Through a glass darkly: Cult Of Terror, Wolfman’s Got Nards, FrightFest: Beneath The Dark Heart of Cinema

Through a glass darkly: three documentaries about horror’s cult audience at Arrow Video FrightFest 2018: Cult of Terror, Wolfman’s Got Nards, FrightFest: Beneath The Dark Heart of Cinema. Frist published by SciFiNow.

This year’s FrightFest features three documentaries that hold up a mirror to the festival audience. For Cult of Horror, Wolfman’s Got Nards and FrightFest: Beneath the Dark Heart of Cinema all show that strange, intimate and weirdly obsessive connection that horror fans have to the films that feed their insatiable hunger for cathartic thrills and cushioned confrontations with their own mortality and the terrifying unknown.

Cult of Terror (Culto al Terror) (2017)

Many years in the making, Gustavo Mendoza’s Cult of Terror (Culto al Terror) is a festival-hopping exploration of the genre and its audience, taking full advantage of the many filmmaking talents, programmers, critics, merchandisers and (of course) fans who congregate at specialist events around the world to celebrate together the object of their worship. 

Mendoza himself is from Argentina, and so the film has a particular focus on Iberian and Iberian-American horror, with trips to Spain’s Sitges International Film Festival, Brazil’s Fantaspoa, Mexico’s Morbido and Argentina’s own Rojo Sangre (as well as a brief visit to FrightFest itself, which has recently been championing South American horror). Similarly, while subjects like Robert Englund, Barbara Crampton, Mick Garris, Peter Bogdanovich and FrightFest’s own Alan Jones will be more than familiar to English-speaking viewers, Mendoza gives at least as much prominence in his interviews to the (now deceased) writer/director/actor Paul Naschy, whose Mark of the Werewolf (1968) kickstarted Spanish horror, and to José Mojica Marins, who did the same for Brazilian horror in the early Sixties with his ‘Coffin Joe’ films.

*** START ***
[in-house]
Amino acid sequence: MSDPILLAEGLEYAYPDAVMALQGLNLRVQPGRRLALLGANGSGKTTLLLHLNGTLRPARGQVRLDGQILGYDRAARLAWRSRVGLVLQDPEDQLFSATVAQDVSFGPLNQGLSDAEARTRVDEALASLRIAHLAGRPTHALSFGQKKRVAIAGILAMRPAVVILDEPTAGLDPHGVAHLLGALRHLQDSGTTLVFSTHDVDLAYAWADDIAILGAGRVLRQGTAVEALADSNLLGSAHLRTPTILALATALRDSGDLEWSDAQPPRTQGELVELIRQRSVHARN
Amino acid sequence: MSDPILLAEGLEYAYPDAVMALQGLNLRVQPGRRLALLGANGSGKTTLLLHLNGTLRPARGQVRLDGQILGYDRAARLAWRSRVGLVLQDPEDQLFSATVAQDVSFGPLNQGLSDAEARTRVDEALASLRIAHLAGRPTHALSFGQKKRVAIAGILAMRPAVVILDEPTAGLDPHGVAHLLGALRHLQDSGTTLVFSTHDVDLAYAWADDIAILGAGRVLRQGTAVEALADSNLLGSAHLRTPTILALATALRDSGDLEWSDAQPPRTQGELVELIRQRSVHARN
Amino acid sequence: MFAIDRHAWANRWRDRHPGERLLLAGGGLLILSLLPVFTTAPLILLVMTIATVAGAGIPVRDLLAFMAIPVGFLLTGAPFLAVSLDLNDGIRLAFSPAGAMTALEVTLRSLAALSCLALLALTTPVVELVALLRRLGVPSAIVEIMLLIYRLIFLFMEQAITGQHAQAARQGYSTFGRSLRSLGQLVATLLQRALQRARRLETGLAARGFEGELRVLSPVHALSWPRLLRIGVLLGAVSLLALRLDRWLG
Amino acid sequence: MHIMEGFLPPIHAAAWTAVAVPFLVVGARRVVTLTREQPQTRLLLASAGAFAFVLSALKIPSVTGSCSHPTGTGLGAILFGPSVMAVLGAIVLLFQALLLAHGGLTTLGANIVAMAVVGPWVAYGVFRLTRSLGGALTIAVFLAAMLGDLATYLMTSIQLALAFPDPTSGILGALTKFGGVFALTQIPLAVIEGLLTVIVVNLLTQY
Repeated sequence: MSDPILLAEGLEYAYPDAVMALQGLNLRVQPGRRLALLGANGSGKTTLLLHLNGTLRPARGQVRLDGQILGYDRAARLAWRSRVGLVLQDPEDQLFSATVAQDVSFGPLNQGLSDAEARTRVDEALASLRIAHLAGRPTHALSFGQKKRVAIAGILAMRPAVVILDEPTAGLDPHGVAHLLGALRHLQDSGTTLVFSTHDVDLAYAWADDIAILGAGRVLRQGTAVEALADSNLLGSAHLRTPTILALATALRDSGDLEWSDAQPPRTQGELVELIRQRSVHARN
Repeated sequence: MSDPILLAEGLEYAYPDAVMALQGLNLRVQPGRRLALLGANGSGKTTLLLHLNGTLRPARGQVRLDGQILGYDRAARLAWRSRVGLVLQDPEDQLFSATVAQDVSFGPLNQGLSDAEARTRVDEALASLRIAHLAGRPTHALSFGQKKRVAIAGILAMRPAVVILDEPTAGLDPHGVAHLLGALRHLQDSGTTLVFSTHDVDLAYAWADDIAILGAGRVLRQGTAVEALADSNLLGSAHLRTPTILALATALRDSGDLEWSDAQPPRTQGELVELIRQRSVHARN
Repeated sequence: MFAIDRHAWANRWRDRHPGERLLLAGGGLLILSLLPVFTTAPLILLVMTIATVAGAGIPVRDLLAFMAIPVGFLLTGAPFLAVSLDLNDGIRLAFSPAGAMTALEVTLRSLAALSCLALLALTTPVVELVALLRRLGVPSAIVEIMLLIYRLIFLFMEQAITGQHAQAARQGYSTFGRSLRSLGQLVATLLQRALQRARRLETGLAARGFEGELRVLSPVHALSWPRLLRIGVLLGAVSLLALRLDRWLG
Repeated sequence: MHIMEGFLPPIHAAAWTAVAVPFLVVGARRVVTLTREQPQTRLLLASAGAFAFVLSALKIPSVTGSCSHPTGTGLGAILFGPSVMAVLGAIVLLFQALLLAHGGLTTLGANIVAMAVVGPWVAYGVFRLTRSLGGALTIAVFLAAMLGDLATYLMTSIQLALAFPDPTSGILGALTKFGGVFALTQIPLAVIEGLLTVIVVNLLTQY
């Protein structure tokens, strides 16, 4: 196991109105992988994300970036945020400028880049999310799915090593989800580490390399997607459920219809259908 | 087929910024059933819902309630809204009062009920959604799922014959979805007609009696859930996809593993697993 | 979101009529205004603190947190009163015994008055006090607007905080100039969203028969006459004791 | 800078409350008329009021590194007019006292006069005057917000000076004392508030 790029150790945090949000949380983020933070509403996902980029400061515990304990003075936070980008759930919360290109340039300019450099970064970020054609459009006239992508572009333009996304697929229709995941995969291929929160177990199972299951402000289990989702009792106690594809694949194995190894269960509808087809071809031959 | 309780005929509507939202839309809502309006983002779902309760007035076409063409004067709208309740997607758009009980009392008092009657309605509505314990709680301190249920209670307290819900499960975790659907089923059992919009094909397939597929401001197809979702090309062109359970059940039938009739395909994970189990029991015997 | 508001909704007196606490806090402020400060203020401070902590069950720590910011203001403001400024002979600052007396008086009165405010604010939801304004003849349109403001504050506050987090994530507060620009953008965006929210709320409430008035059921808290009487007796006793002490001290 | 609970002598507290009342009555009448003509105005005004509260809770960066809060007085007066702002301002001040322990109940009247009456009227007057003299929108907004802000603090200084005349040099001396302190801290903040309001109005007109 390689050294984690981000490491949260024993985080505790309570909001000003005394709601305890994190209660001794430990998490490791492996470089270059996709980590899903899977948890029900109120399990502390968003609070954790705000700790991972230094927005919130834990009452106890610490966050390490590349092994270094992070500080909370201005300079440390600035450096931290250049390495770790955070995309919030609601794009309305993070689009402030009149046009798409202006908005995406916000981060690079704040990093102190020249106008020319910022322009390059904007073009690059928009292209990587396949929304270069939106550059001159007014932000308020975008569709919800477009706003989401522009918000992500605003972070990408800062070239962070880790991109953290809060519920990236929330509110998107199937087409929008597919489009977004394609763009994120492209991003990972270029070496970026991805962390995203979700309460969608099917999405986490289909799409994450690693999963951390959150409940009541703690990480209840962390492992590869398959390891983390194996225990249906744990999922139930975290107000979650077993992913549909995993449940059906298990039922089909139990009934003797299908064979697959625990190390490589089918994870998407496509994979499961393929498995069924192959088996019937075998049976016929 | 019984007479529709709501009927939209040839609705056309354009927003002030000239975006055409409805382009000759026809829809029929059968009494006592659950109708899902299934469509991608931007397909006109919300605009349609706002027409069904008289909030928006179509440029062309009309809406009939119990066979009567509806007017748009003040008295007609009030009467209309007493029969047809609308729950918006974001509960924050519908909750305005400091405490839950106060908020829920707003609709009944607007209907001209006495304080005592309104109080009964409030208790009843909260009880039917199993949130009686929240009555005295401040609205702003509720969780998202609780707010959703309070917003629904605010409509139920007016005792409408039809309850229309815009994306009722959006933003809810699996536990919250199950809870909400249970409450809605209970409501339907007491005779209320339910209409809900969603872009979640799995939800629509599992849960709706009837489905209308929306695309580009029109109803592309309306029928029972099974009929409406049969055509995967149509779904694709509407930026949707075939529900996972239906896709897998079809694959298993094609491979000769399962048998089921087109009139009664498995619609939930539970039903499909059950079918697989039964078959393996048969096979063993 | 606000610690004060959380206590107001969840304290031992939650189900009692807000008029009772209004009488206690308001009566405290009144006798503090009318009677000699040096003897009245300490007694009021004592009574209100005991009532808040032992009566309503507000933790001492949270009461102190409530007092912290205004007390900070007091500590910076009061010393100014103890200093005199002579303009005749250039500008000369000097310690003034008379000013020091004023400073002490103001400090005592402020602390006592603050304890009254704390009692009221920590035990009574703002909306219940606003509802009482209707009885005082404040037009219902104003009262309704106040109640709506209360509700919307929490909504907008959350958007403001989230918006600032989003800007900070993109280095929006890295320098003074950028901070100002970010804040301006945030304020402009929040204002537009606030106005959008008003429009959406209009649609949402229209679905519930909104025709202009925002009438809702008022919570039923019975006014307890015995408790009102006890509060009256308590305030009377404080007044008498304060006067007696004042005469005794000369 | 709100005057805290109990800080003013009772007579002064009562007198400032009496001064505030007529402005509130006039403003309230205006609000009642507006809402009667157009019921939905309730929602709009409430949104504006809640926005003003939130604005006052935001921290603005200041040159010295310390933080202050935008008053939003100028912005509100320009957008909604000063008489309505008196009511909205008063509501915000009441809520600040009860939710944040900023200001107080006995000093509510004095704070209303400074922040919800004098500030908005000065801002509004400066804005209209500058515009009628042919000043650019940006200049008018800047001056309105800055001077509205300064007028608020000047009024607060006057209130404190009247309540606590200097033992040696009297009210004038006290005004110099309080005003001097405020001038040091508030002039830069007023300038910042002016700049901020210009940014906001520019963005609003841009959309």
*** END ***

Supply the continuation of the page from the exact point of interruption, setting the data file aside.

It’s a piecemeal affair, its scrappy nature underlined and punctuated by various encounters with Bruce Campbell at Q&As where the iconic Evil Dead star has to keep reminding Mendoza, only half jokingly, that he cannot be filmed without official clearance. The very inclusion of this footage suggests that permission was indeed eventually granted – and the amateurishness  of Mendoza’s approach reveals in itself something essential about horror fandom, uniting a disparate group of individuals through their common, often near pathological passion for genre. 

Cult of Terror is not just a globe-trotting trawl of festivals and their peripheries (cosplay, etc.), but also a whistle-stop tour of the genre itself: its key films and icons, the primal urges and early encounters that keep us watching, the safe space that it offers for confronting both everyday and existential anxieties. And there is something special about horror and its fanbase – for as various contributors point out, no other genre comes with as many associated fanzines, T-shirts or indeed dedicated festivals.

Wolfman’s Got Nards (2018)

Narrowing its focus to a single genre film, but then fanning out from that to broader questions of what constitutes a cult film and its audience, Wolfman’s Got Nards traces the evolution of Fred Dekker’s The Monster Squad (1987): its conception and production, its flopping at the box office, its subsequent dissemination into young viewers’ unconscious through cable television and VHS in the late Eighties, and its resurrection in the Noughties as retrospective event cinema on the independent circuit (starting with the Alamo Drafthouse) and eventually on DVD. It was the very definition of a sleeper hit, initially mauled by critics and ignored by cinemagoers, with Dekker (who made his last feature, RoboCop 3, in 1993) not even realising until 2006 that anybody liked it. Many, many did.